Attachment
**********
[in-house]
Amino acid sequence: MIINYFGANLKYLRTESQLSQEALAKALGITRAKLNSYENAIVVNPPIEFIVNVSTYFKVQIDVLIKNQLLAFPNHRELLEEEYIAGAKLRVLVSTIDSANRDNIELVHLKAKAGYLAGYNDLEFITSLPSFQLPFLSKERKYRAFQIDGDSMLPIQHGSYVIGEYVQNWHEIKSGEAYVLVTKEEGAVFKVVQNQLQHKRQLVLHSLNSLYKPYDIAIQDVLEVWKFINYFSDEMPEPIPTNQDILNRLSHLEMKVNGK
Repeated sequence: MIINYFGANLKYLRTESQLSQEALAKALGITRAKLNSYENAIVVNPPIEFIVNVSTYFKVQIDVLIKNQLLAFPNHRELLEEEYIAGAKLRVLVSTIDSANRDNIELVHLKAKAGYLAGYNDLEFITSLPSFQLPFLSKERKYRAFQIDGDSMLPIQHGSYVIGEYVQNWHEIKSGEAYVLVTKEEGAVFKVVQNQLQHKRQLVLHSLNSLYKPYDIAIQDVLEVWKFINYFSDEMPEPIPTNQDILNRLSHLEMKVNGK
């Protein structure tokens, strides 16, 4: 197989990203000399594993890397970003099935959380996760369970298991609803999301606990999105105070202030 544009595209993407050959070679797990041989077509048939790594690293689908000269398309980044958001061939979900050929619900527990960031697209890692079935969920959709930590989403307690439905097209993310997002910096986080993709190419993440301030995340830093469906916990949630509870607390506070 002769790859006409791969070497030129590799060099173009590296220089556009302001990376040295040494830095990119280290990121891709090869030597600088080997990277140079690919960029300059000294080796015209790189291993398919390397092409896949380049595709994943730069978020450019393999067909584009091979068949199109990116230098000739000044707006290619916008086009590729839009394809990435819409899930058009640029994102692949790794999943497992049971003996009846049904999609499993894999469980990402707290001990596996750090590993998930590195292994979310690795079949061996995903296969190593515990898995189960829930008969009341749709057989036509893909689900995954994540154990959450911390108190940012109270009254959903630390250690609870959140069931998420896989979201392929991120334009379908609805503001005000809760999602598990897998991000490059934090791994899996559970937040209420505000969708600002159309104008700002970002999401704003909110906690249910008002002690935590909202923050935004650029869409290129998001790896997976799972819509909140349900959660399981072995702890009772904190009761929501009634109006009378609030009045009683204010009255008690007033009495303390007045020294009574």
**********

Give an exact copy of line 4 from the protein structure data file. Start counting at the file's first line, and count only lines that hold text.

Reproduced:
């Protein structure tokens, strides 16, 4: 197989990203000399594993890397970003099935959380996760369970298991609803999301606990999105105070202030 544009595209993407050959070679797990041989077509048939790594690293689908000269398309980044958001061939979900050929619900527990960031697209890692079935969920959709930590989403307690439905097209993310997002910096986080993709190419993440301030995340830093469906916990949630509870607390506070 002769790859006409791969070497030129590799060099173009590296220089556009302001990376040295040494830095990119280290990121891709090869030597600088080997990277140079690919960029300059000294080796015209790189291993398919390397092409896949380049595709994943730069978020450019393999067909584009091979068949199109990116230098000739000044707006290619916008086009590729839009394809990435819409899930058009640029994102692949790794999943497992049971003996009846049904999609499993894999469980990402707290001990596996750090590993998930590195292994979310690795079949061996995903296969190593515990898995189960829930008969009341749709057989036509893909689900995954994540154990959450911390108190940012109270009254959903630390250690609870959140069931998420896989979201392929991120334009379908609805503001005000809760999602598990897998991000490059934090791994899996559970937040209420505000969708600002159309104008700002970002999401704003909110906690249910008002002690935590909202923050935004650029869409290129998001790896997976799972819509909140349900959660399981072995702890009772904190009761929501009634109006009378609030009045009683204010009255008690007033009495303390007045020294009574």